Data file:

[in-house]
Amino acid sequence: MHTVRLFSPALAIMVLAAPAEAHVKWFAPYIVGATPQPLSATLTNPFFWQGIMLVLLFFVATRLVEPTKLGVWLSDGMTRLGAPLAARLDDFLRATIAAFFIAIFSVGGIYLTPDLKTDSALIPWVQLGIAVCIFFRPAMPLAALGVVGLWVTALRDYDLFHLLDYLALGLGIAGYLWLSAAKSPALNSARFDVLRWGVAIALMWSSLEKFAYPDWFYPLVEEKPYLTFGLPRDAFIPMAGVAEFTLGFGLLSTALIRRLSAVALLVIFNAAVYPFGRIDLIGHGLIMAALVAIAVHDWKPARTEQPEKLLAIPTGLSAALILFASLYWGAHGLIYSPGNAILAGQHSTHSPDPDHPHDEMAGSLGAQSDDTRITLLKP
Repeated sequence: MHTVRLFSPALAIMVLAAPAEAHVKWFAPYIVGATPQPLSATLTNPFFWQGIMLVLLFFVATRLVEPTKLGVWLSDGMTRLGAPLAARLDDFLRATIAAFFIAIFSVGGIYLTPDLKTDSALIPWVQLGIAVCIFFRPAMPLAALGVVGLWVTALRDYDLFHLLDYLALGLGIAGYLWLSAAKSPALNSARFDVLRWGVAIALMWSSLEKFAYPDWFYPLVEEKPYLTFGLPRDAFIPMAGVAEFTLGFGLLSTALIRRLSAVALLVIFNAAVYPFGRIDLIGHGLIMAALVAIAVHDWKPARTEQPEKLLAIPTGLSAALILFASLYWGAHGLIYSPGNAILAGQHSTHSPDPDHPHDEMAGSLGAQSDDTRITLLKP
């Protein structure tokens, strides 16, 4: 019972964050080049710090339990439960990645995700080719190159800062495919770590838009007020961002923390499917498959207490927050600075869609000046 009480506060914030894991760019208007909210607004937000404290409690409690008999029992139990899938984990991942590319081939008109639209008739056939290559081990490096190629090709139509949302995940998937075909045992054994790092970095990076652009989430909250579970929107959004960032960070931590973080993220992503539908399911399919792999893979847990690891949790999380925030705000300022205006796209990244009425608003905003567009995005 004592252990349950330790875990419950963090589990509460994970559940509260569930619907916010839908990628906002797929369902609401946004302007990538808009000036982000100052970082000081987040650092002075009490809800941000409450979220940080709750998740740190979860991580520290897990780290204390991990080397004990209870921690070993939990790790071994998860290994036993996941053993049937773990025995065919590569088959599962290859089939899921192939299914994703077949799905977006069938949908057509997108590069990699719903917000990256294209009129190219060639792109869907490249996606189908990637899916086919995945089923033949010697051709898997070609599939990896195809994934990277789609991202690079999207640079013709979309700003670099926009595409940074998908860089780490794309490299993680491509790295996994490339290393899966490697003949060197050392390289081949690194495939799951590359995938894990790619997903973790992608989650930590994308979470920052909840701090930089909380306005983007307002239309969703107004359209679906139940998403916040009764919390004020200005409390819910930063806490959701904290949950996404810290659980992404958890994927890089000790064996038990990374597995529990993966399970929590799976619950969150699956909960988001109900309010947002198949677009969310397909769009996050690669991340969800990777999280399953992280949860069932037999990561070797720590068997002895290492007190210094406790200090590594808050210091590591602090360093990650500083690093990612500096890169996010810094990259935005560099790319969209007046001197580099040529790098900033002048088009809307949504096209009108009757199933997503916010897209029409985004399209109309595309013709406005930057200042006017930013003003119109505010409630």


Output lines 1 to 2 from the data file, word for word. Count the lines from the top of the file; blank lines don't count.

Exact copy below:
[in-house]
Amino acid sequence: MHTVRLFSPALAIMVLAAPAEAHVKWFAPYIVGATPQPLSATLTNPFFWQGIMLVLLFFVATRLVEPTKLGVWLSDGMTRLGAPLAARLDDFLRATIAAFFIAIFSVGGIYLTPDLKTDSALIPWVQLGIAVCIFFRPAMPLAALGVVGLWVTALRDYDLFHLLDYLALGLGIAGYLWLSAAKSPALNSARFDVLRWGVAIALMWSSLEKFAYPDWFYPLVEEKPYLTFGLPRDAFIPMAGVAEFTLGFGLLSTALIRRLSAVALLVIFNAAVYPFGRIDLIGHGLIMAALVAIAVHDWKPARTEQPEKLLAIPTGLSAALILFASLYWGAHGLIYSPGNAILAGQHSTHSPDPDHPHDEMAGSLGAQSDDTRITLLKP